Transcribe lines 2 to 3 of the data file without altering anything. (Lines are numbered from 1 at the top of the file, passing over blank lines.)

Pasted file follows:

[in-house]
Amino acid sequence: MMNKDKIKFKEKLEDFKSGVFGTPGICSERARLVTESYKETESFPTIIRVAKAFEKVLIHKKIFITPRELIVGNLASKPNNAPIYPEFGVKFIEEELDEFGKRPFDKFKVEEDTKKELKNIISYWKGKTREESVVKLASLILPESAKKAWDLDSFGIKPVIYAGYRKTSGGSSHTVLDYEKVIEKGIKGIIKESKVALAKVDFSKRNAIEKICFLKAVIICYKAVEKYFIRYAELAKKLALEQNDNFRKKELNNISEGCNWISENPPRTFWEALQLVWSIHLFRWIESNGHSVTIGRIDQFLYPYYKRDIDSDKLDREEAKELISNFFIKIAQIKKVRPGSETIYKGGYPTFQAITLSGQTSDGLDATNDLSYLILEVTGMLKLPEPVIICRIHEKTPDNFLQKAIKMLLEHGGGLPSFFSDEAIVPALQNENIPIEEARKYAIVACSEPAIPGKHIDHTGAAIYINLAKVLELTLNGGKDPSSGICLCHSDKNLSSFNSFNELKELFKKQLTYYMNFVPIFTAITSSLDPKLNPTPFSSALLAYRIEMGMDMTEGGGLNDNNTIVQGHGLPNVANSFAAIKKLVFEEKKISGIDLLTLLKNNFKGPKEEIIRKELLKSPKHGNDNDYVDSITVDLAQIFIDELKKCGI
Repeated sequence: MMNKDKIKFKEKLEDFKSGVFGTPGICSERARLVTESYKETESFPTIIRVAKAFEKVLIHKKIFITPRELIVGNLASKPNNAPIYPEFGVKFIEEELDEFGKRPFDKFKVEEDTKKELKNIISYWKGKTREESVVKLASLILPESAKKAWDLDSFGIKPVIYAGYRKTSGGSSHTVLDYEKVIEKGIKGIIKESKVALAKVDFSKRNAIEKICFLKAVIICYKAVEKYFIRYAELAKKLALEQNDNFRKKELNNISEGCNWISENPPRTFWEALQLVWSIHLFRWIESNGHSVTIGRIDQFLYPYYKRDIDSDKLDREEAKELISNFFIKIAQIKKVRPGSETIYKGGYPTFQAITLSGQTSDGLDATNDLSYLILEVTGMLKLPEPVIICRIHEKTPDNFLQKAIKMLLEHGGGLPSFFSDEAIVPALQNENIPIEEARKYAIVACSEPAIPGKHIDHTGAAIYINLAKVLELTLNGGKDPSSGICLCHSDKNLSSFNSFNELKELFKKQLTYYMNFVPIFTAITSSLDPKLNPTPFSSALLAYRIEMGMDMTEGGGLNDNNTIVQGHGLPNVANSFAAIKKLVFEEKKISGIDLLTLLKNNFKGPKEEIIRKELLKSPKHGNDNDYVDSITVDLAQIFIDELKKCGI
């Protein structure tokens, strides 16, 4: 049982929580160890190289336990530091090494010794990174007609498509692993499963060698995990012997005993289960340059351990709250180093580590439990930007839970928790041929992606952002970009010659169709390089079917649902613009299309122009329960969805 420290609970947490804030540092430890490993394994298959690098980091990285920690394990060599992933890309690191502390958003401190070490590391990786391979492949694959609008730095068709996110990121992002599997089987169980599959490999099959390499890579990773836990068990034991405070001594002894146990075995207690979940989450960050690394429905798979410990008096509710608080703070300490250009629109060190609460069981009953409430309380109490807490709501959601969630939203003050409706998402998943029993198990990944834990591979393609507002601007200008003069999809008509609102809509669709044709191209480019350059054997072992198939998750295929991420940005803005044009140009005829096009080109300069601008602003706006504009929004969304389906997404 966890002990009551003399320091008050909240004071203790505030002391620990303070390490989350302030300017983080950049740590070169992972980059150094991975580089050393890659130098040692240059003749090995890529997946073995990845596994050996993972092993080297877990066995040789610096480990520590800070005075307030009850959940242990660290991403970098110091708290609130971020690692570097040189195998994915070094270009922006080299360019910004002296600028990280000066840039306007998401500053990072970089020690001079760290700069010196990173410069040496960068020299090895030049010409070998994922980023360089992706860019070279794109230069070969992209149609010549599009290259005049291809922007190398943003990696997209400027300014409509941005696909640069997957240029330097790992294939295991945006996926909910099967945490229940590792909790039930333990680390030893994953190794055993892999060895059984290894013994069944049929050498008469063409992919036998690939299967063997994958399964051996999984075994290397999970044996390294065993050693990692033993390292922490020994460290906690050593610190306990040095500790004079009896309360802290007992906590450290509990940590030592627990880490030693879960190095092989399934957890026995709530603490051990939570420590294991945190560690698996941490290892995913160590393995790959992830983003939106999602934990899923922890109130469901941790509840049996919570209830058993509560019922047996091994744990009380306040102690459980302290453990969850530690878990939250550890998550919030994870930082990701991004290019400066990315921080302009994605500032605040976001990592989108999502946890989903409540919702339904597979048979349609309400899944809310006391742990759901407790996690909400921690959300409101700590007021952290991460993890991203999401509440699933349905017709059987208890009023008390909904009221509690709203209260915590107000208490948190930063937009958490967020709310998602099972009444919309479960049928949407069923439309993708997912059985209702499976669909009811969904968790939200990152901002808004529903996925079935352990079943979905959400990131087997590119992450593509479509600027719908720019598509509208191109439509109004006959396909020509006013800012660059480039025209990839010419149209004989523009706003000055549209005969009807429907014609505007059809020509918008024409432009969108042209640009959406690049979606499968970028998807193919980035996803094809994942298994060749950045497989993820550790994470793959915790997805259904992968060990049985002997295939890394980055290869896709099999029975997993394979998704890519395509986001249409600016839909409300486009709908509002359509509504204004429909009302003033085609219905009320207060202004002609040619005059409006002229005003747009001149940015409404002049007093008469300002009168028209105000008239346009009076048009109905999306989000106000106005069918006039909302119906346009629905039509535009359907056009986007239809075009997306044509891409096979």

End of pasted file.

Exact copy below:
Amino acid sequence: MMNKDKIKFKEKLEDFKSGVFGTPGICSERARLVTESYKETESFPTIIRVAKAFEKVLIHKKIFITPRELIVGNLASKPNNAPIYPEFGVKFIEEELDEFGKRPFDKFKVEEDTKKELKNIISYWKGKTREESVVKLASLILPESAKKAWDLDSFGIKPVIYAGYRKTSGGSSHTVLDYEKVIEKGIKGIIKESKVALAKVDFSKRNAIEKICFLKAVIICYKAVEKYFIRYAELAKKLALEQNDNFRKKELNNISEGCNWISENPPRTFWEALQLVWSIHLFRWIESNGHSVTIGRIDQFLYPYYKRDIDSDKLDREEAKELISNFFIKIAQIKKVRPGSETIYKGGYPTFQAITLSGQTSDGLDATNDLSYLILEVTGMLKLPEPVIICRIHEKTPDNFLQKAIKMLLEHGGGLPSFFSDEAIVPALQNENIPIEEARKYAIVACSEPAIPGKHIDHTGAAIYINLAKVLELTLNGGKDPSSGICLCHSDKNLSSFNSFNELKELFKKQLTYYMNFVPIFTAITSSLDPKLNPTPFSSALLAYRIEMGMDMTEGGGLNDNNTIVQGHGLPNVANSFAAIKKLVFEEKKISGIDLLTLLKNNFKGPKEEIIRKELLKSPKHGNDNDYVDSITVDLAQIFIDELKKCGI
Repeated sequence: MMNKDKIKFKEKLEDFKSGVFGTPGICSERARLVTESYKETESFPTIIRVAKAFEKVLIHKKIFITPRELIVGNLASKPNNAPIYPEFGVKFIEEELDEFGKRPFDKFKVEEDTKKELKNIISYWKGKTREESVVKLASLILPESAKKAWDLDSFGIKPVIYAGYRKTSGGSSHTVLDYEKVIEKGIKGIIKESKVALAKVDFSKRNAIEKICFLKAVIICYKAVEKYFIRYAELAKKLALEQNDNFRKKELNNISEGCNWISENPPRTFWEALQLVWSIHLFRWIESNGHSVTIGRIDQFLYPYYKRDIDSDKLDREEAKELISNFFIKIAQIKKVRPGSETIYKGGYPTFQAITLSGQTSDGLDATNDLSYLILEVTGMLKLPEPVIICRIHEKTPDNFLQKAIKMLLEHGGGLPSFFSDEAIVPALQNENIPIEEARKYAIVACSEPAIPGKHIDHTGAAIYINLAKVLELTLNGGKDPSSGICLCHSDKNLSSFNSFNELKELFKKQLTYYMNFVPIFTAITSSLDPKLNPTPFSSALLAYRIEMGMDMTEGGGLNDNNTIVQGHGLPNVANSFAAIKKLVFEEKKISGIDLLTLLKNNFKGPKEEIIRKELLKSPKHGNDNDYVDSITVDLAQIFIDELKKCGI